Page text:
Dying for the Truth

On the occasion of the Mexican President’s state visit to the UK, Dylan Moore reports from a country locked in a cycle of violence, corruption and impunity

Yes, these are sad and crazy times for Mexico. It is a country that is a victim of corruption, US drug consumption and amoral gun selling, poverty, human trafficking, and where the constant killing of journalists means that the storyteller has become the story. But we cannot think that this, that seems so specific, is Mexico. No. This is the world we are all living in.

–      Jennifer Clements, former President of PEN Mexico

The titles alone tell a story. Mexico: Narco-Violence and a Failed State? Drug War Mexico: Politics, Neoliberalism and Violence in the New Narcoeconomy. Narcoland: The Mexican Drug Lords and Their Godfathers. Mexico: Democracy Interrupted. On top of the alarming reports issued by PEN International in advance of the freedom-of-speech organisation’s third delegation to Mexico in under four years, a scan of recent nonfiction titles about Central America’s dominant republic are enough to make this humble delegate from newly-formed Wales PEN Cymru more than a little trepidatious.

On arrival in Mexico City, the most unnerving thing is the sense of normality. As Ioan Grillo notes in El Narco: The Bloody Rise of Mexican Drug Cartels, ‘Mexico is an advanced country with a trillion dollar economy, several world-class companies, and eleven billionaires. It has an educated middle class with a quarter of young people going to university. It has some of the best beaches, resorts and museums on the planet.’ All of which is eminently evidenced as this megalopolis of more than 20 million people goes about its business amid luxury hotels, the offices of multi-national corporations and – perhaps the ultimate symbol of twenty-first century Western capitalism – a Starbucks on every corner.

But even here, in the relative safety of downtown, signs are here that something is rotten. Police presence is ubiquitous. My parkland stroll up to the history museum is suddenly accompanied by two truckloads of uniformed troops. Outside a government building near my hotel, an Occupy-style encampment has been set up in protest at the inadequacies of the investigation into the disappearance of 43 students in Ayotzinapa, Guerrero state, last September. Its ski-masked campaigners are under observation from a police helicopter circling incessantly above. And the first Mexican I speak to – a taxi driver – takes less than two minutes of small talk to before he gets around to la violencia, el corrupcion and a hand gesture that implies el gobierno are taking for themselves mucho dinero while letting the real problems go untackled.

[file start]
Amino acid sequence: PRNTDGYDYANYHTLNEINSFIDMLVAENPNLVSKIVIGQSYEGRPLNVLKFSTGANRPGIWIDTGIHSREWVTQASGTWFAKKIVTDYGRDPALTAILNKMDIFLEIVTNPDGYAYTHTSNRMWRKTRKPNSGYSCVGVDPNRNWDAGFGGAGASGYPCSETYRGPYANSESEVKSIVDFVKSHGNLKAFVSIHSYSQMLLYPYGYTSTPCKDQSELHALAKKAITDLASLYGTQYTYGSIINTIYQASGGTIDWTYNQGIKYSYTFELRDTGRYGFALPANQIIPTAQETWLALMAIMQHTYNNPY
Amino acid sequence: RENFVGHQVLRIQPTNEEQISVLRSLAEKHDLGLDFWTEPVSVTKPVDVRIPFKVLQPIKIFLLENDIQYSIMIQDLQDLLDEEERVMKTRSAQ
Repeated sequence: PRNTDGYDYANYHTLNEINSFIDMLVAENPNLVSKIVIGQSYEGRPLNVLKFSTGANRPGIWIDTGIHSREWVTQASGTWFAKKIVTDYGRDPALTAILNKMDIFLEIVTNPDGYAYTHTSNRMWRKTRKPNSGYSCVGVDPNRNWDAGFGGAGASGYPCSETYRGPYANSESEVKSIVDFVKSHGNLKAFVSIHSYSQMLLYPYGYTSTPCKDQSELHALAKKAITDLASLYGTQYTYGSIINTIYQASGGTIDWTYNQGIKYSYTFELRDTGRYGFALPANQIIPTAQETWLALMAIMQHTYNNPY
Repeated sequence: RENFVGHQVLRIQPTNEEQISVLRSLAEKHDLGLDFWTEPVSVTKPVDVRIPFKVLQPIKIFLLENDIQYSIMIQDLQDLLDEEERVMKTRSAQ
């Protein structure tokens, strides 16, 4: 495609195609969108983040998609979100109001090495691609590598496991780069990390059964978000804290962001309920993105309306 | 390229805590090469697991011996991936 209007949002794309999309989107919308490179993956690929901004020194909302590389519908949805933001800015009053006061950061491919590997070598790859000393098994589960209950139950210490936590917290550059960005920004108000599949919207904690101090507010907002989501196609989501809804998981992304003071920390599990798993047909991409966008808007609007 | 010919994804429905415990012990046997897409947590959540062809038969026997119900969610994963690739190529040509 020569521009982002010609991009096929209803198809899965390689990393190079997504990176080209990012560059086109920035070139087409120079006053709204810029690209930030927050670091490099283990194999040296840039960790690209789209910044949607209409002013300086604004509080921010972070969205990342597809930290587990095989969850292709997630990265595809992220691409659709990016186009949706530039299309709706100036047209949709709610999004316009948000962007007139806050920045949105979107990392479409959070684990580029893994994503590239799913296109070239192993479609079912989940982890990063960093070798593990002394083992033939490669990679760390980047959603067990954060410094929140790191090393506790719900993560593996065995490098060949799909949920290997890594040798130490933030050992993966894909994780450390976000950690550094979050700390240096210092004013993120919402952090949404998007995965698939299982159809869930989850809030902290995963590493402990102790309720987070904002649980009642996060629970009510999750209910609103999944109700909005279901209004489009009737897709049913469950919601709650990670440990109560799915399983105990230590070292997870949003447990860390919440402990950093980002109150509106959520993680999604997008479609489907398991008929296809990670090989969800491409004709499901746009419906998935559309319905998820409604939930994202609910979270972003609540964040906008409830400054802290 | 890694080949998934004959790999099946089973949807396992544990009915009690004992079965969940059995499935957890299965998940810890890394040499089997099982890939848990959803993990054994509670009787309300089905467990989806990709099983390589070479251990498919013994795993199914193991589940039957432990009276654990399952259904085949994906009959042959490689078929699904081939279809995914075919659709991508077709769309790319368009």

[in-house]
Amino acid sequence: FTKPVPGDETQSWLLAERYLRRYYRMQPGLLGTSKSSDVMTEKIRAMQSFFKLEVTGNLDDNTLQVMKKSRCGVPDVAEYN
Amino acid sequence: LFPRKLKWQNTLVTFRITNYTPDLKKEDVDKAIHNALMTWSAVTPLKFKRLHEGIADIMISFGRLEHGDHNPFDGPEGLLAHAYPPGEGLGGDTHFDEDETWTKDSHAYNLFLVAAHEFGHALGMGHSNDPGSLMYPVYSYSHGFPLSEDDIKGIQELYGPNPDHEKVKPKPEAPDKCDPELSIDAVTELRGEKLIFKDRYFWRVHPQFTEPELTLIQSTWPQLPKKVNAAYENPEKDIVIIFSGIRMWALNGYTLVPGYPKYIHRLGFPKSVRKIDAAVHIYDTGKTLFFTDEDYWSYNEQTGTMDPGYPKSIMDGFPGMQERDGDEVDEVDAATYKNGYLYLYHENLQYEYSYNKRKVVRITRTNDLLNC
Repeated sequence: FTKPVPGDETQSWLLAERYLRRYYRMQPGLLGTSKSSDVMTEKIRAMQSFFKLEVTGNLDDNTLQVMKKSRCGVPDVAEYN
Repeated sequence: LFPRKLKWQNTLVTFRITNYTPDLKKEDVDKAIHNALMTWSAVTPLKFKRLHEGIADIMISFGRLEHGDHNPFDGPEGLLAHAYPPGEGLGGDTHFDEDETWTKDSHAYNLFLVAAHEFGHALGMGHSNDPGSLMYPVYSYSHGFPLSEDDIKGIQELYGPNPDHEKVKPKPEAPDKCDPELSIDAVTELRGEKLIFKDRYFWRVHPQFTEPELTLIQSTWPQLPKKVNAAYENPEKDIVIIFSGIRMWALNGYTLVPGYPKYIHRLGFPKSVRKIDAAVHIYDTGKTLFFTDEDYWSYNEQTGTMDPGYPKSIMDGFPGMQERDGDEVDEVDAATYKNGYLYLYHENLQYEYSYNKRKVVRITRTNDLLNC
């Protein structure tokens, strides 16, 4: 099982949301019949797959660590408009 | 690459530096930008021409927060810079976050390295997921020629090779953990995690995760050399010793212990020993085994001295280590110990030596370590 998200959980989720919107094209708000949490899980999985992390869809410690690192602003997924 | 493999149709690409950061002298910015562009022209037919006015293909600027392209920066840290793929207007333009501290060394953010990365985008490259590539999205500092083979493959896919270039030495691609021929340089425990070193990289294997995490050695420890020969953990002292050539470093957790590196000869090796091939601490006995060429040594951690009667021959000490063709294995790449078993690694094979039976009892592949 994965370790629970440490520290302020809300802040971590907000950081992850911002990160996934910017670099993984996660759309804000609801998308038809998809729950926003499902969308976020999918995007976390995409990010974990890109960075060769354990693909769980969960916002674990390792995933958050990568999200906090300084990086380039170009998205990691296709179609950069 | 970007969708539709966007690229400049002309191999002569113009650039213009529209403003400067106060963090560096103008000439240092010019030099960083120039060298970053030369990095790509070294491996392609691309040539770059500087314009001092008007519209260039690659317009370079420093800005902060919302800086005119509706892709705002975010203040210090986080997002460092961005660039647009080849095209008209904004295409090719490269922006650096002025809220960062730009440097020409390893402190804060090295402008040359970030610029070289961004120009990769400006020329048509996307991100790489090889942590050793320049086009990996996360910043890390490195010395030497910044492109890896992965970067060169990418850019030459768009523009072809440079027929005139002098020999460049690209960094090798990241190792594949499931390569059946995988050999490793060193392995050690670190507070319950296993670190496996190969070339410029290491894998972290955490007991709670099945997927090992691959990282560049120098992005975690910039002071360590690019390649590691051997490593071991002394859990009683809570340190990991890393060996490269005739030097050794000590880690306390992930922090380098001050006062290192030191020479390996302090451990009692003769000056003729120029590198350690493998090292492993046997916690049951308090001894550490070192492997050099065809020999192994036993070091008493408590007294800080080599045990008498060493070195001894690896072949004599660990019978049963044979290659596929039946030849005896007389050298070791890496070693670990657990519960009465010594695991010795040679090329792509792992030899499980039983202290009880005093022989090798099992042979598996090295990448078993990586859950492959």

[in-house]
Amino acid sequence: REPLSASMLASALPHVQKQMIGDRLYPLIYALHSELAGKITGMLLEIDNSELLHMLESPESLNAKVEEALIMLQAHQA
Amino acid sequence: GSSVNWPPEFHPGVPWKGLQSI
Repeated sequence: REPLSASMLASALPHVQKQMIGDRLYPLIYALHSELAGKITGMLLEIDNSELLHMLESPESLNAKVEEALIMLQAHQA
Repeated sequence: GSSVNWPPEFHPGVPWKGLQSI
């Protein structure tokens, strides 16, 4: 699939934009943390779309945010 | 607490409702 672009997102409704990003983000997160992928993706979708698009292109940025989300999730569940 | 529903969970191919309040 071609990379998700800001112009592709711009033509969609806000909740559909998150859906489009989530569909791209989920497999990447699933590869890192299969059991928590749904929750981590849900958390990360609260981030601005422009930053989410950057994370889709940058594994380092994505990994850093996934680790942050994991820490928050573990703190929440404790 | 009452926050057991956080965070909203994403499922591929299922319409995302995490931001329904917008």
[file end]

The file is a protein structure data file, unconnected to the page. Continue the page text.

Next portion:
Jacobo is taking me to Trotsky’s house, where the exiled revolutionary met his famed ice-pick-assisted end. Amid the photos and personal effects of the museum is a story of fear, intrigue and brutal execution that would not be out of place in the Mexico of today. However, it is a quiet, sunlit part of town; Trotsky’s garden is a suntrap, a haven from the gridlock and noise of one of the world’s biggest cities. The driver agrees to wait for me, and parks up around the corner for an afternoon nap, a newspaper folded over his face. When I emerge and we set off, he leans out of the window to pay off a policeman who has had the grace to allow him to remain at the roadside. It is the pettiest act, barely worthy of being called corruption. And yet the small-scale nature of Jacobo’s indiscretion is indicative of endemic, systemic nature of Mexico’s problem. How, I wonder aloud to journalists the following day, can a citizen be so open about denouncing corruption to a foreigner, only minutes later to undermine his own complaint by openly participating in what is clearly ingrained in the country’s culture?